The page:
All That Jazz
I have never been very inspired by the 1920’s. The preferred body shape of the time was flat chested, straight up-and-down, and about as far from curvy as one could get. With their dropped waists, straight cuts, and mid-calf length preferences, the 20’s held about as much appeal to me as a paper bag. With my hips and bust, I could never fathom trying on anything 20’s inspired and loving it. Straight cuts, on me, look horrible.
Enter this dress.
I was perusing my local Goodwill, and grabbed this dress to add to a sale post I had going (where I occasionally post in a BST site with any retro inspired or vintage things I find while thrifting, as I find them). It is a size 8, and on the hanger looked far too small to fit me. I usually wear 3-4 sizes larger if dresses have no flare in the hip. My top half is an 8, but my bottom half is usually around a 16. I very nearly just photographed it on the hanger, because it wasn’t my style or my size.
But on a whim, I decided to pull it over my head. It was stretchy, I discovered, and zipped easily, and fits… perfectly. The bias cut and stretchy lining mean it fits me now, and will fit later if I lose weight. The cut also means it is incredibly flattering on my body type, because it’s not baggy and hanging loose in odd places! Count this the first time I’ve adored a 1920’s inspired cut on me!
Silver and Gold
My friend and fellow vintage blogger Skye has noted before that the 20’s were a very bohemian age, during which patterns and colors were thrown together with abandon. Matching was of little consequence. So, though my first instinct was to pair this dress with silver accessories to coordinate with the silver-black beads, I decided to shake it up and grab a vintage gold necklace and my newest vintage beaded bag. After that, the golden yellow fascinator was a no-brainer! I love the beautiful contrast it brings.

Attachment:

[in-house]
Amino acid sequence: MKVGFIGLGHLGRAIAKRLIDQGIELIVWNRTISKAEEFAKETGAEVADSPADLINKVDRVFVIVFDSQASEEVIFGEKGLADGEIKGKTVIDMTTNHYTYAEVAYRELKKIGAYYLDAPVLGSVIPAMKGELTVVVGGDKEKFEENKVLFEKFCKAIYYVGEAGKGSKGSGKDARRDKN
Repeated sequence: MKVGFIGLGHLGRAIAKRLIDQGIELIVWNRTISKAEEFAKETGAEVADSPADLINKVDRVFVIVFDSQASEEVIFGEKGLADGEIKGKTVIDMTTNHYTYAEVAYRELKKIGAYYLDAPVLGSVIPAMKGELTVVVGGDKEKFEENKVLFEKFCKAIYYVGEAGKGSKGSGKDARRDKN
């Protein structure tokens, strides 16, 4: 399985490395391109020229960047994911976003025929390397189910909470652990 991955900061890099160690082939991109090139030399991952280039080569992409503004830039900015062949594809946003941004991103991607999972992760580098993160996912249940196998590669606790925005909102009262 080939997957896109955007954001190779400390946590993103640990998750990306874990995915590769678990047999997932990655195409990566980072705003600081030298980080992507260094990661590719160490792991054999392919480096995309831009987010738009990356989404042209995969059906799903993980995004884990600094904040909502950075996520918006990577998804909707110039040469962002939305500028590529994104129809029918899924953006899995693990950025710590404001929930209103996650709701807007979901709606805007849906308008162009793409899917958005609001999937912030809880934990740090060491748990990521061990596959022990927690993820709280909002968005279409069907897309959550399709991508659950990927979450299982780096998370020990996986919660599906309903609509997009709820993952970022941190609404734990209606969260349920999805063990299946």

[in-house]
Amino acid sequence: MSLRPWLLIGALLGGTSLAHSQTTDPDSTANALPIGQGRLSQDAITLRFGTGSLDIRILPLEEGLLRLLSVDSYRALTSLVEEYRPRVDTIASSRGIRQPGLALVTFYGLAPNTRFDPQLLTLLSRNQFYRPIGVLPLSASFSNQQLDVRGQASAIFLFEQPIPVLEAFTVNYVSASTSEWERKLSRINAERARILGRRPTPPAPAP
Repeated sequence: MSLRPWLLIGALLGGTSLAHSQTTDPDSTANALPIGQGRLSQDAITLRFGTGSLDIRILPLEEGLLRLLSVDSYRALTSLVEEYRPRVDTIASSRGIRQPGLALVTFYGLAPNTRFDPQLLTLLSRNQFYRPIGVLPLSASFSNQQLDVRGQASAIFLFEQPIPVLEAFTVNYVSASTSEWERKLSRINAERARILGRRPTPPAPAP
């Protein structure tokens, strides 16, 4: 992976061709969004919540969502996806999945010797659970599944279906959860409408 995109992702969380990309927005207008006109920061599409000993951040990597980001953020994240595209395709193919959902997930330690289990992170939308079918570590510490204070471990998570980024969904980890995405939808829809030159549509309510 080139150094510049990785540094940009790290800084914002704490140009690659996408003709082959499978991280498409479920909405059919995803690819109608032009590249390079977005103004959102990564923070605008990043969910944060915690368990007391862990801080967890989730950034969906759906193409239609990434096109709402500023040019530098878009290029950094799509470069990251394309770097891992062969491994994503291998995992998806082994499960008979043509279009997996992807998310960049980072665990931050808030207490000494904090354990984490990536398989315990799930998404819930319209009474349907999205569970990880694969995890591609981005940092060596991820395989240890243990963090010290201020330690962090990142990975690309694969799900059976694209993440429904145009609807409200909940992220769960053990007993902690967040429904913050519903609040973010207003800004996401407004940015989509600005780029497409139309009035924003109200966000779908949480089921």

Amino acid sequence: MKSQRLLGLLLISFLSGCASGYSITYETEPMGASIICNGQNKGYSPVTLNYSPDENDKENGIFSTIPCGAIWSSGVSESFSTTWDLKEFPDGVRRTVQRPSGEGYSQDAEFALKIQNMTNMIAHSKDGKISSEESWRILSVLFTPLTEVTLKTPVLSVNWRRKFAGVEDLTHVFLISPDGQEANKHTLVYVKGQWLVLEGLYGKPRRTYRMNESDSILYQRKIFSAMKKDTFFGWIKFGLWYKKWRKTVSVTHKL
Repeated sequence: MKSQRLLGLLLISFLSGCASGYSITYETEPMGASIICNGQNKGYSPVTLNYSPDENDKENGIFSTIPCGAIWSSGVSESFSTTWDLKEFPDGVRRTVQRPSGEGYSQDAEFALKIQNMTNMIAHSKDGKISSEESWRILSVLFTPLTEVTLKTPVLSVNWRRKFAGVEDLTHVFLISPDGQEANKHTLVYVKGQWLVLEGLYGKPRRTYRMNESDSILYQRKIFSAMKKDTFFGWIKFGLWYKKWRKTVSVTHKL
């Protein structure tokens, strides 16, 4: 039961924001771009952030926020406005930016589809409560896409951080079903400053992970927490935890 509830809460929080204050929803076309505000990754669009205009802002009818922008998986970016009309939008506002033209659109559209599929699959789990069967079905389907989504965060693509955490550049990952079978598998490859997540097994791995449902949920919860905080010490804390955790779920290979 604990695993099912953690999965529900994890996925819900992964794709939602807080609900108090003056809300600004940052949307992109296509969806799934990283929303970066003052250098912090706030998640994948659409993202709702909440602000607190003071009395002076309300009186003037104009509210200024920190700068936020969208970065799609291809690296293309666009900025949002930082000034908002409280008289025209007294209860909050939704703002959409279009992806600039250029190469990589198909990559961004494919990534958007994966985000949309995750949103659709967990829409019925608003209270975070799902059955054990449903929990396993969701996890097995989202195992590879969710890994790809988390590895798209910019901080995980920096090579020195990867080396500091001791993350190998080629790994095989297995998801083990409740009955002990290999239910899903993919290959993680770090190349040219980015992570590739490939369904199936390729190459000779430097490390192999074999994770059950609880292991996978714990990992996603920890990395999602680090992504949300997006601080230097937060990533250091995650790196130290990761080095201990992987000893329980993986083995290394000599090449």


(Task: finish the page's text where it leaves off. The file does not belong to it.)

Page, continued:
While I’m a coordinate-to-perfection girl at heart, sometimes throwing in a bohemian, wild element is so worth it. The pops of gold really help highlight all of the beautiful details of this dress, and bring it all into the flapper age so well!
I couldn’t stop moving and dancing wearing this dress, as you can see! And while I wish I could perfect the hair a bit more, it was so fun deviating from my normal midcentury look for a more sultry, vampy flapper outfit.
Fun fact: most hemlines in the 20’s were between ankle and calf lenght, with only a brief two years between 1926 and 1928 of shorter skirts that showed knee. Those two years are what we associate with the flapper look, but I think this dress, despite its modernity, showcases more “accurate” 20’s eveningwear attire. Though I’m sure I would not be quite as fashionable in that time period, because my figure is anything but straight. 😉
Now I’m wishing I had a Gatsby party to attend! Perhaps I’ll just have to throw one. Maybe for my birthday next month.
Dress, Pissarro Nights but thrifted (still available online! And they have so many other gorgeous dresses!) | shoes, thrifted | fascinator, from @haileymelise on Instagram | necklace, vintage | bag, vintage/thrifted